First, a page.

Utah Senator Mike Lee compared President Donald Trump to Captain Moroni in a recent Trump-Pence campaign event in Arizona, which has a very large LDS population, and which has become a swing state. The Salt Lake Tribune covers the story, which I include below. Because Lee has received a lot of criticism for his comments from LDS and non-LDS people alike, I want to take a moment to weigh in.
Senator, thank you for your courage and for being willing to speak the truth. You realize, unlike some members of our Church, that President Trump, love him or hate him, is the last man standing between freedom and tyranny in this the United States of America. I wish Mitt Romney had 1/10 of your courage and humility.
Your humility is especially refreshing as most of us remember that you were a never-Trumper with Mitt 4 years ago. But, you, like many of us, have seen the results of this President, who has lowered taxes, reduced regulations, been unabashedly pro-life, nominated 3 conservative Justices to the Supreme Court, funded our military while bringing troops home, supported law enforcement, supported Israel, supported governors and states during times of crisis, and much more… And now, realize that this is a man who is doing all that he promised and more.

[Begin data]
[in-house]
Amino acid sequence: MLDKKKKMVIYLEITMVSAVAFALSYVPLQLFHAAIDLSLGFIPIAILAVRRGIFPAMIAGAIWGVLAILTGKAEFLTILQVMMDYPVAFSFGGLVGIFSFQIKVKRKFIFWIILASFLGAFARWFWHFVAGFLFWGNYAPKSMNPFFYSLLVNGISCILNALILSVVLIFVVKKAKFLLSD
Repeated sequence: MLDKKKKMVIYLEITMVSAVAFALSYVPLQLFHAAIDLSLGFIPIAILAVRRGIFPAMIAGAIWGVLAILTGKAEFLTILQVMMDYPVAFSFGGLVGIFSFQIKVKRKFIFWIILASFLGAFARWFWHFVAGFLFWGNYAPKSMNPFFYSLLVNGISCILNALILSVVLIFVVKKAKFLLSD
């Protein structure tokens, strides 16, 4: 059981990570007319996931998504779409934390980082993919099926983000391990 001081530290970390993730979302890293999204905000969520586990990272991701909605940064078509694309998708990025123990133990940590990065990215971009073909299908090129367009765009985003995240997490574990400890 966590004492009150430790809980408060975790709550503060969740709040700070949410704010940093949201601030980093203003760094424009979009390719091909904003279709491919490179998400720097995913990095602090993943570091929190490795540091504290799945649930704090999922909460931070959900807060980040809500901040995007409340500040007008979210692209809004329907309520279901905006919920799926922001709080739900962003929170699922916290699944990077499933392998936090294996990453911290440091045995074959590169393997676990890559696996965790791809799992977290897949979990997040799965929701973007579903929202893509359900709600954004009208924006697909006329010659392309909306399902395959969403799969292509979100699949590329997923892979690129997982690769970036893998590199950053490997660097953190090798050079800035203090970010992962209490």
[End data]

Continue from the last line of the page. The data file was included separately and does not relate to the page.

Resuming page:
I fully support your leadership in our State and Nation and love your comparison between President Trump and Captain Moroni. Honest people know and appreciate the message being conveyed and I think it’s quite apt and timely. Thank you, Senator Lee!
Sen. Mike Lee says Donald Trump is like Book of Mormon hero Captain Moroni
By Lee Davidson:
Americans may have called President Donald Trump just about everything possible this year, good and bad. But standing by his side at an Arizona rally on Wednesday, Sen. Mike Lee called him something new to urge Latter-day Saints to vote for him: “Captain Moroni.”
That’s a reference to an ancient military commander in the Book of Mormon who inspired soldiers to fight for their freedom. He also expressed anger over his government leaders’ apparent indifference about liberty. The scripture says that if all men were like Captain Moroni, “the very powers of hell would have been shaken forever.”
“To my Mormon friends, my Latter-day Saint friends,” Lee, R-Utah, said as he pointed to Trump standing by his side, “think of him as Captain Moroni. He seeks not power, but to pull it down.”
Lee added, “He seeks not the praise of the world or the ‘fake news,’ but he seeks the well-being and the peace of the American people.”
He then asked a crowd with many cheering Latter-day Saints — which a video shows had many sitting close together without masks — “Are you willing to stand with me and millions and millions of others who want four more years?” A loud cheer followed.
Lee, an Arizona native, campaigned at numerous rallies in that swing state on Tuesday and Wednesday, including one sponsored by Latter-day Saints for Trump. The president’s campaign spokesperson Samantha Zager said earlier that was part of a “concerted effort with our outreach to the LDS community in Arizona and Nevada, seeking to expand President Trump’s base of support.”